Malaysian Students in the US

This article was published via, written by Ooi Kok Hin.

It is a well written article that gives you a good summary of Malaysian students studying in the United States.

[Ooi Kok Hin is a research analyst in Penang Institute. He graduated from The Ohio State University with a degree in Political Science and Philosophy, and is also the author of the book, “Aku Kafir, Kau Siapa” , published by DuBook Press.]

Last weekend, together with over 600 Malaysian students, I attended the inaugural Malaysian East Coast Festival 2015 at Pennsylvania State University.

The ECFest, as it was called, is a gathering of Malaysian students in the United States (US) featuring various sports, debates, and band competitions, as well as a dialogue session with the Minister of Youth and Sports, Khairy Jamaluddin, who was on a working trip to the US. As far as my (young) memory is concerned, this event is the first of its kind among Malaysian students in the US.

ECFest 2015

Before we talk about ECFest, I should provide some background regarding the context of Malaysian students here.

I have been here for nearly three years now at the great state of Ohio. The Malaysian student population (not including expatriates) in the US are divided geographically: midwest, east coast, west coast, and the south.

The size of the US makes it harder to congregate the students into one place compared to other countries in Europe, Middle East, and Asia.


We are mostly concentrated in the midwest region because there are big public or state universities in the midwest. The bigger the school, the larger the students intake.

My school, the Ohio State University (also the 2014-2015 NCAA College Football Champion), has 44,000 undergraduate students and over 150 Malaysian students.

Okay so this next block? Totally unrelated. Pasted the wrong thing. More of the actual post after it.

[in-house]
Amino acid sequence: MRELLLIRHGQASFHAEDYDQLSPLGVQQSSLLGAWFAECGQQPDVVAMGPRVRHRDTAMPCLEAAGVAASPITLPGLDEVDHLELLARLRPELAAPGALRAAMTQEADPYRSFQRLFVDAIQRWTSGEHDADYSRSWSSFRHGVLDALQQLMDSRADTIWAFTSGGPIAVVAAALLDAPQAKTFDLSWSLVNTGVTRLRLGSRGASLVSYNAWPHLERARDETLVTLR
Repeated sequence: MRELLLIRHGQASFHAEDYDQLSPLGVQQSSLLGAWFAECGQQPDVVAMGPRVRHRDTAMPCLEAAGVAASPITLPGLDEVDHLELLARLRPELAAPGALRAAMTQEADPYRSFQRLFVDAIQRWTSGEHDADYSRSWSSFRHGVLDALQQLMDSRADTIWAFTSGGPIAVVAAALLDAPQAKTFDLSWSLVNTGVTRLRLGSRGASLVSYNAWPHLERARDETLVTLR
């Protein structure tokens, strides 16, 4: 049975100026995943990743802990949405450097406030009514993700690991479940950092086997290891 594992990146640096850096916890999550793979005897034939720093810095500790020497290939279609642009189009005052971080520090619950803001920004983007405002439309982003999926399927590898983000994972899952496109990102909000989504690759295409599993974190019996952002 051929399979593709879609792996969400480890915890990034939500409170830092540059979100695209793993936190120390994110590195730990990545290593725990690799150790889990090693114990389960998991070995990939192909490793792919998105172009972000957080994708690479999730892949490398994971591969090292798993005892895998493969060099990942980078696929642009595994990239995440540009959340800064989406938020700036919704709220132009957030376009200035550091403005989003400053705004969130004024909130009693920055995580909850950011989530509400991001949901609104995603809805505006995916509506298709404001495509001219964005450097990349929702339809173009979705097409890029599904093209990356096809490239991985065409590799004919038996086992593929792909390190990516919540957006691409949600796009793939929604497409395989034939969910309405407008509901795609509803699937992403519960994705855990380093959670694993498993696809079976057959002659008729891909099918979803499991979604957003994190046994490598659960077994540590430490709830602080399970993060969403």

Other schools such as Penn State University, University of Michigan, Vanderbilt University, Michigan State University, University of Ilinois Urbana-Champaign, Purdue University, University of Minnesota, Iowa State University, and Indiana University have sizable Malaysian population too.

Malaysians at smaller schools in the east coast like Rutgers, Drexel, Virginia Tech, and Rochester tend to have small population and close ties with each other due to their relatively closer distance.

The east coast Malaysians are in a strategic position because they are close to New York and Washington DC. Many events usually take place in New York or Boston. Datuk Seri Idris Jala, Datuk Seri Najib Razak, and Datuk Seri Anwar Ibrahim have all visited, meeting with students in those places.

Being close to Washington DC is also an advantage because that’s where Education Malaysia and Malaysian Embassy are situated. Thus, it is easier to organize events there.

Students in the west coast and the south are not so organised, but I think they have little to complain about since they get to enjoy all the good weather and national parks.

Starting in 2013, we began to see a concerted effort to bring the students together. Of course, we come to America to learn new things and meet new people.

But that shouldn’t stop us from organizing ourselves into a collective force. I have often envied Malaysian students in the UK and Australia because they have Ukec and Masca respectively.